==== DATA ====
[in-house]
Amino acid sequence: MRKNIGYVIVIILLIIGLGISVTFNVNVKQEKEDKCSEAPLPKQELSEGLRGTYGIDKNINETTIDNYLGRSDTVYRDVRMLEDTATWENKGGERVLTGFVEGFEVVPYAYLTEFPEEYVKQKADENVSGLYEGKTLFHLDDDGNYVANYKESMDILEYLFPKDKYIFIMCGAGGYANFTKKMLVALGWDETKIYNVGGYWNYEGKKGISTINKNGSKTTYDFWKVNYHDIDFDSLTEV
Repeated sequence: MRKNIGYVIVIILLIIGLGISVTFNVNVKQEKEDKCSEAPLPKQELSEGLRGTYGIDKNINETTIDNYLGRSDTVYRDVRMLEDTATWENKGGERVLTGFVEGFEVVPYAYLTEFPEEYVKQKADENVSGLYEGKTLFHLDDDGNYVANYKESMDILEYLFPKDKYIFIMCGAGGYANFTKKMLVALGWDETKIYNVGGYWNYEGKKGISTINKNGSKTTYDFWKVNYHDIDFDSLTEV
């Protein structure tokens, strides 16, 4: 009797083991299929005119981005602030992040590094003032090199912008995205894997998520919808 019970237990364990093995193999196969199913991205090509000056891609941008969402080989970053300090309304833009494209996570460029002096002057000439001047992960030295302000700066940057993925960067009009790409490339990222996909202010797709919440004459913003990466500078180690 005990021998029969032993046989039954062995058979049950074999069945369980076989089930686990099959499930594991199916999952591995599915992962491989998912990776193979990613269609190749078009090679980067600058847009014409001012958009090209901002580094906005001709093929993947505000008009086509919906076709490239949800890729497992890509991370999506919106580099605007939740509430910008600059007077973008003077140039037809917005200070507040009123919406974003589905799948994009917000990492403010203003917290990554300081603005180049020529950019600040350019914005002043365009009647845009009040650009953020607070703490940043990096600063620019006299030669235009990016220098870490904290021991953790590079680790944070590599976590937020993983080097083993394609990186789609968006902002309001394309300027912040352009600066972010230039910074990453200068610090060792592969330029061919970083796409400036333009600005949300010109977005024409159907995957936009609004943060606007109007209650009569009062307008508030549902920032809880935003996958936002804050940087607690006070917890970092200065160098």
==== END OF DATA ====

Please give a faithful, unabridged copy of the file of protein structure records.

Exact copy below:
[in-house]
Amino acid sequence: MRKNIGYVIVIILLIIGLGISVTFNVNVKQEKEDKCSEAPLPKQELSEGLRGTYGIDKNINETTIDNYLGRSDTVYRDVRMLEDTATWENKGGERVLTGFVEGFEVVPYAYLTEFPEEYVKQKADENVSGLYEGKTLFHLDDDGNYVANYKESMDILEYLFPKDKYIFIMCGAGGYANFTKKMLVALGWDETKIYNVGGYWNYEGKKGISTINKNGSKTTYDFWKVNYHDIDFDSLTEV
Repeated sequence: MRKNIGYVIVIILLIIGLGISVTFNVNVKQEKEDKCSEAPLPKQELSEGLRGTYGIDKNINETTIDNYLGRSDTVYRDVRMLEDTATWENKGGERVLTGFVEGFEVVPYAYLTEFPEEYVKQKADENVSGLYEGKTLFHLDDDGNYVANYKESMDILEYLFPKDKYIFIMCGAGGYANFTKKMLVALGWDETKIYNVGGYWNYEGKKGISTINKNGSKTTYDFWKVNYHDIDFDSLTEV
């Protein structure tokens, strides 16, 4: 009797083991299929005119981005602030992040590094003032090199912008995205894997998520919808 019970237990364990093995193999196969199913991205090509000056891609941008969402080989970053300090309304833009494209996570460029002096002057000439001047992960030295302000700066940057993925960067009009790409490339990222996909202010797709919440004459913003990466500078180690 005990021998029969032993046989039954062995058979049950074999069945369980076989089930686990099959499930594991199916999952591995599915992962491989998912990776193979990613269609190749078009090679980067600058847009014409001012958009090209901002580094906005001709093929993947505000008009086509919906076709490239949800890729497992890509991370999506919106580099605007939740509430910008600059007077973008003077140039037809917005200070507040009123919406974003589905799948994009917000990492403010203003917290990554300081603005180049020529950019600040350019914005002043365009009647845009009040650009953020607070703490940043990096600063620019006299030669235009990016220098870490904290021991953790590079680790944070590599976590937020993983080097083993394609990186789609968006902002309001394309300027912040352009600066972010230039910074990453200068610090060792592969330029061919970083796409400036333009600005949300010109977005024409159907995957936009609004943060606007109007209650009569009062307008508030549902920032809880935003996958936002804050940087607690006070917890970092200065160098």